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Connecting archaeology and architecture data: updating the CARARE metadata schema, Kate Fernie, Dimitris Gavrilis and Christos Papatheodorou

  1. Archaeology and Architecture in Europeana Lund, 20th June 2018 Connecting archaeology and architecture data: updating the CARARE metadata schema Kate Fernie, 2Culture Associates Dimitris Gavrilis and Christos Papatheodorou, Athena Research Centre
  2. Archaeology and architecture Archaeological monuments and historic buildings are complex, multi-layered objects with dynamic lives.
  3. Wealth of (digital) information objects •  Tangible heritage - monuments, buildings, landscapes, artefacts, building components •  texts, plans, images, sketches, notes, 3D scans, scientific data, catalogues, inventories, analyses •  Excavation and survey reports, conservation status, etc. •  Intangible heritage - histories, folk memories, traditional skills, social significance •  narratives, diaries, news papers, media broadcasts •  Reference resources – gazetteers, vocabularies
  4. The emerging digital heritage landscape •  Going beyond metadata for individual objects •  Making associations with places, people, events and objects •  Integrating information sources •  Providing for interpretation, narrative and storytelling
  5. CARARE metadata
  6. CARARE metadata schema Background •  Began life in 2010 as a schema designed to enable harvesting of metadata from multiple archaeological and architectural heritage archives for aggregation in Europeana •  The schema is based on CIDOC core standards, MIDAS Heritage and LIDO and is compatible with CIDOC CRM and the Europeana Data Model •  Extended in 2012 to increase the support for 3D
  7. Uses of the CARARE metadata schema The uses of the schema includes: •  An intermediary to support cross-walks between native metadata schemes in national language and a standard format •  An XML export format from databases and repositories •  A data capture format for databases and digital libraries Interest from developers in using the schema is increasing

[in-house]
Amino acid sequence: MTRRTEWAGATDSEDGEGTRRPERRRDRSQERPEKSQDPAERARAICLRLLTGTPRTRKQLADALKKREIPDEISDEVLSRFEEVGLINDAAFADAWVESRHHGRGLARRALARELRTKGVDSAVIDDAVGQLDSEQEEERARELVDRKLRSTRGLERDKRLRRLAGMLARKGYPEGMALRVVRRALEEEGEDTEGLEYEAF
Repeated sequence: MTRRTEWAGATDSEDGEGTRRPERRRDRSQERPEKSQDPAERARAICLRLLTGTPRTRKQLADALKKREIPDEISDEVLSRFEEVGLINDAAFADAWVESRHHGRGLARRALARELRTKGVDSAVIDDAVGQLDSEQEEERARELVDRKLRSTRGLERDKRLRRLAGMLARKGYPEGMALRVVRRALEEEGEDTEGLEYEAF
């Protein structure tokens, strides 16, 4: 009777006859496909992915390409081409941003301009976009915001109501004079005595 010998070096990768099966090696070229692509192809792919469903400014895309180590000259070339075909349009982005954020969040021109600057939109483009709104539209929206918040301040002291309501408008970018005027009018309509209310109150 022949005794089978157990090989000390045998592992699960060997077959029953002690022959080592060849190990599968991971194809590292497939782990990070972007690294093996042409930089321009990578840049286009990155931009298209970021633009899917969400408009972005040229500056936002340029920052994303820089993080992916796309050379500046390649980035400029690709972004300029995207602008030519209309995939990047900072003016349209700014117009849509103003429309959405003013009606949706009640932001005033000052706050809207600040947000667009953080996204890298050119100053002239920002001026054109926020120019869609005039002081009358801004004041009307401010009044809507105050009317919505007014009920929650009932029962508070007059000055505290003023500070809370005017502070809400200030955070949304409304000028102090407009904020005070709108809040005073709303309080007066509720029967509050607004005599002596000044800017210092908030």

8. Developing version 3 We asked ourselves: •  What would make the schema easier for our data partners? •  What would make the schema more friendly to the needs of developers? •  How can we support connections better?
  9. Updating the schema: data partner perspective CARARE Collection information Heritage asset Digital resource Activity * * •  Considered use cases •  for museum objects, monuments, buildings, 3D models and shipwrecks •  analysing the use of elements (whether they need to be mandatory, optional or repeatable, or linked to controlled vocabularies) for each case •  Considered duplication/redundancy, e.g. in the record information
  10. Updating the schema: Europeana perspective •  Reviewed the mapping of CARARE to EDM •  Analysed the use of elements •  Support for Linked Data within the CARARE schema
  11. Aims •  Next generation of the schema •  Compatible with previous versions •  Improved structure and documentation •  Adaptable for implementation in specific use cases, e.g. for documentation •  Improved connections between objects and support for the semantic web
  12. Design challenges & considerations •  The CARARE metadata schema was designed originally as a metadata harvesting protocol, to mediate between different native schemas and aggregate data with minimal information loss •  It had a nested structure (of elements and classes) that presented some challenges for implementation •  One of the considerations is to move towards a more developer friendly (rdf oriented) schema •  reducing the nesting and •  Increasing the support for linked data
  13. Methodology for the development Current status • Initial evaluation and analysis has been completed • Version 3 exists in draft form • XSD is available in draft • Now prototyping Evaluation Use case analysis Drafting schema & XSD Prototyping (in systems) Finalising RDFJSON
  14. Prototyping •  Athena Research Centre is currently prototyping the schema using Semantic Omeka, this will: •  Help to evaluate version 3 of the CARARE schema in one of the use case (for documentation and data capture) •  Support a need expressed by the CARARE user community
  15. Next steps •  More prototyping •  Testing and evaluation of the results •  Finalising the development •  Enabling the use cases •  Implementing support for the user community
  16. Thanks for your attention